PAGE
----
No date for release of ‘highly critical’ Public Services Card report

Data Protection Commissioner found data is unlawfully held on 3.2 million people

Minister for Public Expenditure and Reform Paschal Donohoe in 2016. Photograph: Eric Luke/The Irish Times

Minister for Public Expenditure and Reform Paschal Donohoe in 2016. Photograph: Eric Luke/The Irish Times

 

The Data Protection Commission says it regrets the decision made by the Department of Social Protection not to immediately publish a highly critical report into the Public Services Card (PSC).

The department said it would only publish the report, which it received from the DPC last week, once it has completed a “full consideration” of its findings, in consultation with the Attorney General and the Department of Public Expenditure and Reform. It is unclear how long this will take.

The DPC requested the report be published within a week of it being submitted, which would have seen it made public yesterday. Under the terms of the legislation which governed the commission’s investigation, the department is the only body which can publish the report.

“The DPC regrets that the report will not be published today,” the commission said in a statement.

“While it is accepted that a reasonable period of time to examine the report and consider how best to address the findings made is required, it is not clear how publication of the report at this point would cut across that assessment.”

It comes after the department pushed back against the suggestion that it received the report over a year ago, and said there were meaningful differences between the draft version and the final version.

In what sources perceived as a pointed comment, the department said: “the revised and final version of the report was received last Thursday. It contains a significant volume of additional analysis, a number of the findings have been changed, and some have been removed”.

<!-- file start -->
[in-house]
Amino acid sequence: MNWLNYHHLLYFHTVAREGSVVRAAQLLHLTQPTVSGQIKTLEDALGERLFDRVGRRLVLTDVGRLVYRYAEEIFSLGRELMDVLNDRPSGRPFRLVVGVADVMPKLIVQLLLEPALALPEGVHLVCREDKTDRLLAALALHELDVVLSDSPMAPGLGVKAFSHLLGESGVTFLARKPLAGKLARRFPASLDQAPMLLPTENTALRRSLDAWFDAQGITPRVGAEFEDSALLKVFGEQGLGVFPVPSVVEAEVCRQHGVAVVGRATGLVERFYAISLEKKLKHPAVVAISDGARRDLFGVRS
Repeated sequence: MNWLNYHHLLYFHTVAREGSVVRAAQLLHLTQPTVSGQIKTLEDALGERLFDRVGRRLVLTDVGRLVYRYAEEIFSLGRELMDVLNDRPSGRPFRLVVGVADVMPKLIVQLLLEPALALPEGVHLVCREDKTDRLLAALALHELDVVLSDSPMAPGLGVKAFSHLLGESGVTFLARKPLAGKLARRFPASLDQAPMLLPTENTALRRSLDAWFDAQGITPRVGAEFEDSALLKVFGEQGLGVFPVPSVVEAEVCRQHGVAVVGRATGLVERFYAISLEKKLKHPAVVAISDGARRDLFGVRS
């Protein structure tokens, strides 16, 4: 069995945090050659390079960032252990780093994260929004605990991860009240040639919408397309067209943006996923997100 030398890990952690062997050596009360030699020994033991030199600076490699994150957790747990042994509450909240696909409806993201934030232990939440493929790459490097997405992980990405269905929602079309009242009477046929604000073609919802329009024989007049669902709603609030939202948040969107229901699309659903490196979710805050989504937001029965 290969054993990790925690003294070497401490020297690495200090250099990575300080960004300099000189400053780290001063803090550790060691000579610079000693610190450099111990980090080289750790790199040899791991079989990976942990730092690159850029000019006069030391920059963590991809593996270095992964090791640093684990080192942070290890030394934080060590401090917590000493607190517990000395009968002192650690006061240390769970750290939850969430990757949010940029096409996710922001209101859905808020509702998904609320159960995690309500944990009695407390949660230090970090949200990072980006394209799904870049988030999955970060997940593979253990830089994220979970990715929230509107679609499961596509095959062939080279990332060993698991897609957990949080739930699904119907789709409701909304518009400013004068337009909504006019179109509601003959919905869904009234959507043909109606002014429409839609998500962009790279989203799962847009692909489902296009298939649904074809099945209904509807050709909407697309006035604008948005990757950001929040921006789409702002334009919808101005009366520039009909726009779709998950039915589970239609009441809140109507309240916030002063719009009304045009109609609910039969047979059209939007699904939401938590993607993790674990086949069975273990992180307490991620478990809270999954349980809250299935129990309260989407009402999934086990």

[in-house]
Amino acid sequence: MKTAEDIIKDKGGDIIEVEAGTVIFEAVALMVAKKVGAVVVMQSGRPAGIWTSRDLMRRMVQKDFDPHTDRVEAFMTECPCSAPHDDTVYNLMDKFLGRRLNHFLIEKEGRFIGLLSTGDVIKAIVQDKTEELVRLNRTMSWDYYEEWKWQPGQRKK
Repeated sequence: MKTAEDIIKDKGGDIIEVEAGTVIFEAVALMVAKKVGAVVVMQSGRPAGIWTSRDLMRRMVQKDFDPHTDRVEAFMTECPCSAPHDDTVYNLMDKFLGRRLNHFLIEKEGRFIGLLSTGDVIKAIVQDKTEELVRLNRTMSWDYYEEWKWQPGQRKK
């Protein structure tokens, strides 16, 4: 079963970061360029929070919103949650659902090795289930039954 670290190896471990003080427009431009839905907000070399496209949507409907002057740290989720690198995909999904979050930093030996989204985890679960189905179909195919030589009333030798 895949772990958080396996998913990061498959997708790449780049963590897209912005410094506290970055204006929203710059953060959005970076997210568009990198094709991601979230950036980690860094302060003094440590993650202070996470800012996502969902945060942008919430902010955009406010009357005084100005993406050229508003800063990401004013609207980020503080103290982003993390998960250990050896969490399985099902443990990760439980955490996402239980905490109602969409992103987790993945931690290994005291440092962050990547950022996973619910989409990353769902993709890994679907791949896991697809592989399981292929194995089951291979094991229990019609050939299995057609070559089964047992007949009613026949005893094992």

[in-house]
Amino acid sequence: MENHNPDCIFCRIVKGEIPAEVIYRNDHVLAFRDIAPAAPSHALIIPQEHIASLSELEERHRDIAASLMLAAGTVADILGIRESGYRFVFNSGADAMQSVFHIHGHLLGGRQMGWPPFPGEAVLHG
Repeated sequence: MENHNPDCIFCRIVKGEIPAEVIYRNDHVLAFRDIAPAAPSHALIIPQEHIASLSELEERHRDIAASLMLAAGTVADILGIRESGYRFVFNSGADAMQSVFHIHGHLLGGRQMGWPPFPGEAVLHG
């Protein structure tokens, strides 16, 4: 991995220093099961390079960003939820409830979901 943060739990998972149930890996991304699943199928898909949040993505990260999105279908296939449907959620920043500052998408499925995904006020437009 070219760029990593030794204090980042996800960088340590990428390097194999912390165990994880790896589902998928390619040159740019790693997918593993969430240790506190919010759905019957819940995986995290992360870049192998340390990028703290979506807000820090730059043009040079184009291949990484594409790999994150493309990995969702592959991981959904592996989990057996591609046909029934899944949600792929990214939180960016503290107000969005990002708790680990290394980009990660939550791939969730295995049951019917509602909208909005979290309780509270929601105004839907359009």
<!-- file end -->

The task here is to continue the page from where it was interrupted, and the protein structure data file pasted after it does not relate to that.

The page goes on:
The commission report found the department had unlawfully retained information gathered on 3.2 million citizens during the roll-out of the card, and would be forced to delete it.

It also found there was no lawful basis to insist the card be used to access services other than those directly administered by the department, limiting the scope of the project considerably beyond what had been envisaged.

The department said it is reviewing the report together with the Department of Public Expenditure and Reform and the Attorney General. “This process is not yet complete and is expected to take another week or so,” the department said in a statement.

“The DPC provided a draft investigation report in August of last year at the mid-point of a two year investigation. It came with instructions that it was provided on a strictly confidential basis and was not to be shared with any third parties.”

The draft report, the department says, contained preliminary findings and asked for submissions on same, as well as asking a number of questions.

In a statement, Minister for Social Protection Regina Doherty said “careful consideration” of the report was needed before publication.

“Such careful consideration is also necessary in order to be fair to the commission and to ensure that when we do speak that the public hears a properly prepared response”.